Chanting: Chanting the "Hare Krishna" mantra is the central devotional activity of ISKCON. "In this age of quarrel and hypocrisy the only means of deliverance is chanting the holy name of the Lord. There is no other way" (Ibid., p. 320). Devotees use a string of 108 prayer beads to assist in counting the number of times they have completed the chant; they are to chant sixteen rounds of the beads, spending an average of 1 ½ to 2 hours each day chanting (Hare Krishna in America, p. 17). Chanting the sixteen rounds amounts to 1,728 chants per day, and 630,720 chants per year. Devotees can often be seen chanting publicly, practicing what ISKCON calls sankirtan (ISKCON: The Means <http://www.iskcon.org/main/twohk/iskcon/means.htm>). Arguably the most famous instance of sankirtan in the West occurs in the George Harrison song "My Sweet Lord."
Four Rules: The four rules of ISKCON are prohibitions against four degrading activities that cause humanity to submit to lustful materialism. These rules prohibit 1) gambling, 2) intoxication (prohibiting not only alcohol and drugs, but also caffeine and nicotine), 3) sexual activity outside marriage (and for any purpose other than procreation), and 4) animal slaughter (ISKCON is strictly vegetarian) (Confronting Religions from the East, pp. 20-1). ISKCON adds 64 regulative principles to the four rules, including visits to a Vishnu temple, offering items to the deity, and accepting the jurisdiction of the ISKCON spiritual masters (Ibid., pp. 21-22).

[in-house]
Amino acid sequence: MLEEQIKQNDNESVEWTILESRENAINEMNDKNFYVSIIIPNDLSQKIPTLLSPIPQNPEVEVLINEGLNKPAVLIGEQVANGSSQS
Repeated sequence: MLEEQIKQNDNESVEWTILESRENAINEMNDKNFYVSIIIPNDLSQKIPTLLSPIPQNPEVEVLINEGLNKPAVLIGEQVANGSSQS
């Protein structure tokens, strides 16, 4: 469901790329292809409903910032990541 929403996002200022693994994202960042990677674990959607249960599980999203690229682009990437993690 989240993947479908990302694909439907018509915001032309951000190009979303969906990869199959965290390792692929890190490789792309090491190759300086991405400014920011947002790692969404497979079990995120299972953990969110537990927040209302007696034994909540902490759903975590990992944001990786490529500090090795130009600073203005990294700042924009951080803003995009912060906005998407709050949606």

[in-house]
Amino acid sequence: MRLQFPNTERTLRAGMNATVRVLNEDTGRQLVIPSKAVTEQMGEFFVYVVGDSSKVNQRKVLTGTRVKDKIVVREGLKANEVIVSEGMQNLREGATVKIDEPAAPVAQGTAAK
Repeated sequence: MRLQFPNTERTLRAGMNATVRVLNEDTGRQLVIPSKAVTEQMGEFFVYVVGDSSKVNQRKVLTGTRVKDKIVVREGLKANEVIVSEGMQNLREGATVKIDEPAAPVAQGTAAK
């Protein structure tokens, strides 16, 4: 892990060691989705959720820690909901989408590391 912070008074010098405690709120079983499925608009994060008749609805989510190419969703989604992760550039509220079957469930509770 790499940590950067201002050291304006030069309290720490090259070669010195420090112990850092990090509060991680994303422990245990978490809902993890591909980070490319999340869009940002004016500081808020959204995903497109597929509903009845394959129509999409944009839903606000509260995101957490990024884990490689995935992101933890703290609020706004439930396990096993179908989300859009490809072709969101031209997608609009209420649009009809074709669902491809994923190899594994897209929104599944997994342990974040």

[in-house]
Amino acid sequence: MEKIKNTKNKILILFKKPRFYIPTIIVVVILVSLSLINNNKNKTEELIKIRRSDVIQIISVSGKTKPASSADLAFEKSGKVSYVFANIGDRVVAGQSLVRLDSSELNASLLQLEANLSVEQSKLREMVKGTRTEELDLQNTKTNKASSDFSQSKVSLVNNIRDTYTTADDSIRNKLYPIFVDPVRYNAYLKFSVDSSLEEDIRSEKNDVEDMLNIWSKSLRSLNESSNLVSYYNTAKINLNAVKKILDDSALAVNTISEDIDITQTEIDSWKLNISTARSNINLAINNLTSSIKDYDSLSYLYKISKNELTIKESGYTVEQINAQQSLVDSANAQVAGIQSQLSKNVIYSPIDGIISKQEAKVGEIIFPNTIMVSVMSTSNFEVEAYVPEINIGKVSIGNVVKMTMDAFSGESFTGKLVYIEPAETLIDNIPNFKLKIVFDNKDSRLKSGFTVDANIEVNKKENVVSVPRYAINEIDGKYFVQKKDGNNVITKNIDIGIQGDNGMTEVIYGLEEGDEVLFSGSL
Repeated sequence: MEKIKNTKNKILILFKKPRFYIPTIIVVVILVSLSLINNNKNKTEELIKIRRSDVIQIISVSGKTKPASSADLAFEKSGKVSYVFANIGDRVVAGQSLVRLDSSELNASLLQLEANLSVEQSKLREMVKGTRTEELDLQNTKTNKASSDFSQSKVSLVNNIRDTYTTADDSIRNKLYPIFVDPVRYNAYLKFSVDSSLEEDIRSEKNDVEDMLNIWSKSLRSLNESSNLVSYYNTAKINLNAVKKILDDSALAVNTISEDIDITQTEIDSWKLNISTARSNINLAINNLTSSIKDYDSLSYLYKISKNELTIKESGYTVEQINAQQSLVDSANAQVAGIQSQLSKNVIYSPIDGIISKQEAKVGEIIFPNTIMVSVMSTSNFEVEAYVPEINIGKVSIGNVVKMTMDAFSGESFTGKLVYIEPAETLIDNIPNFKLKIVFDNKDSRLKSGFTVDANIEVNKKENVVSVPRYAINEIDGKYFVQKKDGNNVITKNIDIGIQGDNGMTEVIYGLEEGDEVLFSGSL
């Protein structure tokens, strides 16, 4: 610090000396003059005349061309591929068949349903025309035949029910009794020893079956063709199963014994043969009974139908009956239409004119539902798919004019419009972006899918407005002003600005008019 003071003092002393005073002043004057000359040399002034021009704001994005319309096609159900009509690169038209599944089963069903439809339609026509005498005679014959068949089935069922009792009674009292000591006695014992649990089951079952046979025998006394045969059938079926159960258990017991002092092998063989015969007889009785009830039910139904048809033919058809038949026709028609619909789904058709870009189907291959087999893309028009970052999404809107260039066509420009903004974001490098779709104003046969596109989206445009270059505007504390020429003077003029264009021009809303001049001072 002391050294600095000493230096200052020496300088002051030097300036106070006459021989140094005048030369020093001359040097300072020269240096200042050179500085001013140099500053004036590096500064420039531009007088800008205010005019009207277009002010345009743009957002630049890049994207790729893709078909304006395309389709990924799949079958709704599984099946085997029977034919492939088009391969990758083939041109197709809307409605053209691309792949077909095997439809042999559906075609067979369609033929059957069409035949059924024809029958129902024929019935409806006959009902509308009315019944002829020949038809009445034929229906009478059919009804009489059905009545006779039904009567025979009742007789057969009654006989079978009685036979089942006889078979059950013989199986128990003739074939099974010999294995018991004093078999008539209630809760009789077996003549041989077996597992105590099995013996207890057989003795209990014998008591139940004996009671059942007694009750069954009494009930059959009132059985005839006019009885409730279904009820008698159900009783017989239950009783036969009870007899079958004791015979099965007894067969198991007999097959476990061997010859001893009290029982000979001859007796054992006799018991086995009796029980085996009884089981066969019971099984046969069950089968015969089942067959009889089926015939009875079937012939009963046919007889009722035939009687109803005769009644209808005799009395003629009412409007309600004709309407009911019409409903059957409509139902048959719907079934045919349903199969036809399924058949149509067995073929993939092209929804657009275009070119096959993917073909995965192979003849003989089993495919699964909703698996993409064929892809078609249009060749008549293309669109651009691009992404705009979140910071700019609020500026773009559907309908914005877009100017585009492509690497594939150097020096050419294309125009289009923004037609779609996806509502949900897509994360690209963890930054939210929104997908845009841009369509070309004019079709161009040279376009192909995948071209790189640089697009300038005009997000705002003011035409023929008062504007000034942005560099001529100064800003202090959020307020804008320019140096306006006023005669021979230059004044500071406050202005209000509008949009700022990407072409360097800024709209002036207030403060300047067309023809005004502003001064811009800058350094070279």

Sankirtan: Sankirtan involves more than public chanting; it also involves distributing ISKCON literature. Distributing ISKCON literature is essential in the spiritual life of most member (Christ and the New Consciousness, p. 37). Members are taught that receiving ISKCON literature can result in the salvation of both member and recipient (Ibid.). The distribution of Back to Godhead magazine is so significant that the editor claims, "Talking about BTG is as good as talking about Krsna" ("Sharing Good Fortune." Back to Godhead,28.1, 1994, p. 3).
There is only one true God (Isaiah 43:10), who is distinct from His creation (Romans 1:20-23). Jesus Christ is also God, existing from eternity (John 1:1; 5:18; 20:28). Jesus, who humbled himself and took on human nature (Philippians 2:1-11), is not the son of Krishna.
Salvation is not earned by erasing karma through reincarnation; instead, humans live only once, and then face judgment from God (Hebrews 9:27). Repetition of a mantra will not result in salvation (Matthew 6:7), nor will following an extensive list of rules and rituals. Salvation is an act of God's grace, and cannot be earned through any human action (Ephesians 2:8-10).